19. 19. OFFER INCENTIVES LIKE LIVE, INTERACTIVE EVENTS YouTube Live (via Google Hangouts on Air) hosted by Smithsonian Libraries during the 2016 #DigIntoDyar transcription challenge. Entomologist and Dyar biographer Dr. Marc Epstein shared more about Dyar’s work, the important research recorded in the field books being transcribed, and how volunteers’ work would benefit his research. …so we decided these events were good things to offer during the challenges themselves as ways to satisfy motivations for participating and stimulate continued engagement in the projects. Dr. Epstein explores the field books being transcribed during the YouTube Live event.
  20. 20. OFFER INCENTIVES LIKE LIVE, INTERACTIVE EVENTS Key Takeaway? Embrace opportunities to interact with your volunteers in a live format! Major options for live video broadcasting: Useful guide to these platforms: Remember, contributing to science is a major motivator for citizen science volunteers (Singh et al. 2014; Raddick et al. 2013; West and Pateman 2016; Flemons et al. 2015), so this is a great opportunity to explain how volunteer efforts will benefit research. If volunteers feel their efforts are worthwhile, they’re more likely to continue contributing (Bruyere and Rappe 2007; Flemons et al. 2015). How to choose the right platform for you? Find out where your audience is already active.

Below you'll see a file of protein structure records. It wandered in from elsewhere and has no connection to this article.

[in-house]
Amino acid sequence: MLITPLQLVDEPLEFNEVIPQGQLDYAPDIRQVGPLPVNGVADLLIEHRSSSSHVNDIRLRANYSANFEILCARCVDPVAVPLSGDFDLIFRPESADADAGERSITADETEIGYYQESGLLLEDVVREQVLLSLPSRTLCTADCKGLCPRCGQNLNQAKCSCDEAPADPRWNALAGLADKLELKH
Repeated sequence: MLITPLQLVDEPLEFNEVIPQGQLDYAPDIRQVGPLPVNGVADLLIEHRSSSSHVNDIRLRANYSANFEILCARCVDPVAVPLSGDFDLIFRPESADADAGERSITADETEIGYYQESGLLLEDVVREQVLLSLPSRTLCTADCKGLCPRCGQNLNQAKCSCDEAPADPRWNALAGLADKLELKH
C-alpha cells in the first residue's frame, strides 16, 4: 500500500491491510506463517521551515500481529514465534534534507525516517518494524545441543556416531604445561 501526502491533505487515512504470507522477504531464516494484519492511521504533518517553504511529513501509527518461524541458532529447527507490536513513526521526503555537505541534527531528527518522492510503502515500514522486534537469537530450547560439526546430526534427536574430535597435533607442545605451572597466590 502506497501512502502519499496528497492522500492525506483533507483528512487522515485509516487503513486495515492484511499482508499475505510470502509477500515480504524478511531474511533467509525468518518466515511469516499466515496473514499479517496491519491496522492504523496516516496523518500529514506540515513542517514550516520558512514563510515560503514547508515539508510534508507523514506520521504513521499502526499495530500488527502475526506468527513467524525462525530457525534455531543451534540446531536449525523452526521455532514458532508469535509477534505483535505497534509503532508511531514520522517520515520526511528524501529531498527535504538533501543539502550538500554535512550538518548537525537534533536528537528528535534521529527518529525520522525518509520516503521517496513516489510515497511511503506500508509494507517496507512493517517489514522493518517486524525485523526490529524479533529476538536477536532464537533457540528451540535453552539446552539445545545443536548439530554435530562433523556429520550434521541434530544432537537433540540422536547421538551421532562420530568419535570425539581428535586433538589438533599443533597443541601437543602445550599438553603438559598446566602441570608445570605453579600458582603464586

21. 21. HIGHLIGHT VOLUNTEER CONTRIBUTIONS Make sure you regularly recognize volunteer contributions and highlight their work and discoveries during projects. …DigiVol uses methods like formal honor boards, contribution feeds, and appreciation awards to recognize volunteers. …or consider sharing volunteer contributions on your own social media feeds. …or encourage volunteers to share their discoveries via their own social feeds and reshare from your accounts. The Smithsonian Transcription Center is a great example of this.